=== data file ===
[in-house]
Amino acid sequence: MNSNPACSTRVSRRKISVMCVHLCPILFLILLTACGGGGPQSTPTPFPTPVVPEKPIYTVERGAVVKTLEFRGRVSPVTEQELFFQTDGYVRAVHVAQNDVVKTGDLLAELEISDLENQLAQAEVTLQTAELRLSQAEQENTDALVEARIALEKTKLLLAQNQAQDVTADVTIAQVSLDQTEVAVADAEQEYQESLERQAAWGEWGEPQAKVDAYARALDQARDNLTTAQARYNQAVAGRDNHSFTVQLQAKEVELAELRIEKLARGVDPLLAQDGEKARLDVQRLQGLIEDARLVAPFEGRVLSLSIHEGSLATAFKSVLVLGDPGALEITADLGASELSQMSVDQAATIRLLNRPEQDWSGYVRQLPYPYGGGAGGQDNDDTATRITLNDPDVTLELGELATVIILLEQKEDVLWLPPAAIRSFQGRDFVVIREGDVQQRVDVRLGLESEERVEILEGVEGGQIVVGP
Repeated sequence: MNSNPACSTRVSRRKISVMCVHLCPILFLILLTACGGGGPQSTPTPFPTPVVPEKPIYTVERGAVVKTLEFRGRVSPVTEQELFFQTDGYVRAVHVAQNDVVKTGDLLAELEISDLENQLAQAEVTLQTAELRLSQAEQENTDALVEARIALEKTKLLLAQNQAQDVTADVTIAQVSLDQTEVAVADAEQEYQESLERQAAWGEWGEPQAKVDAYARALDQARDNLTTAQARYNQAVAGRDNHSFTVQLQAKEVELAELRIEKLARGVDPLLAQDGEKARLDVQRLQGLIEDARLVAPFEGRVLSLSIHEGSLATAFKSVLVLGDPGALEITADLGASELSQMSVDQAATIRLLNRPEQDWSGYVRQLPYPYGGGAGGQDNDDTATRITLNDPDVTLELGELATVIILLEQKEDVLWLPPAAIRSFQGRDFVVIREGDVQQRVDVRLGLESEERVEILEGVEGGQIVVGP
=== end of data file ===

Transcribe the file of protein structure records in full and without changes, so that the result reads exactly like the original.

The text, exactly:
[in-house]
Amino acid sequence: MNSNPACSTRVSRRKISVMCVHLCPILFLILLTACGGGGPQSTPTPFPTPVVPEKPIYTVERGAVVKTLEFRGRVSPVTEQELFFQTDGYVRAVHVAQNDVVKTGDLLAELEISDLENQLAQAEVTLQTAELRLSQAEQENTDALVEARIALEKTKLLLAQNQAQDVTADVTIAQVSLDQTEVAVADAEQEYQESLERQAAWGEWGEPQAKVDAYARALDQARDNLTTAQARYNQAVAGRDNHSFTVQLQAKEVELAELRIEKLARGVDPLLAQDGEKARLDVQRLQGLIEDARLVAPFEGRVLSLSIHEGSLATAFKSVLVLGDPGALEITADLGASELSQMSVDQAATIRLLNRPEQDWSGYVRQLPYPYGGGAGGQDNDDTATRITLNDPDVTLELGELATVIILLEQKEDVLWLPPAAIRSFQGRDFVVIREGDVQQRVDVRLGLESEERVEILEGVEGGQIVVGP
Repeated sequence: MNSNPACSTRVSRRKISVMCVHLCPILFLILLTACGGGGPQSTPTPFPTPVVPEKPIYTVERGAVVKTLEFRGRVSPVTEQELFFQTDGYVRAVHVAQNDVVKTGDLLAELEISDLENQLAQAEVTLQTAELRLSQAEQENTDALVEARIALEKTKLLLAQNQAQDVTADVTIAQVSLDQTEVAVADAEQEYQESLERQAAWGEWGEPQAKVDAYARALDQARDNLTTAQARYNQAVAGRDNHSFTVQLQAKEVELAELRIEKLARGVDPLLAQDGEKARLDVQRLQGLIEDARLVAPFEGRVLSLSIHEGSLATAFKSVLVLGDPGALEITADLGASELSQMSVDQAATIRLLNRPEQDWSGYVRQLPYPYGGGAGGQDNDDTATRITLNDPDVTLELGELATVIILLEQKEDVLWLPPAAIRSFQGRDFVVIREGDVQQRVDVRLGLESEERVEILEGVEGGQIVVGP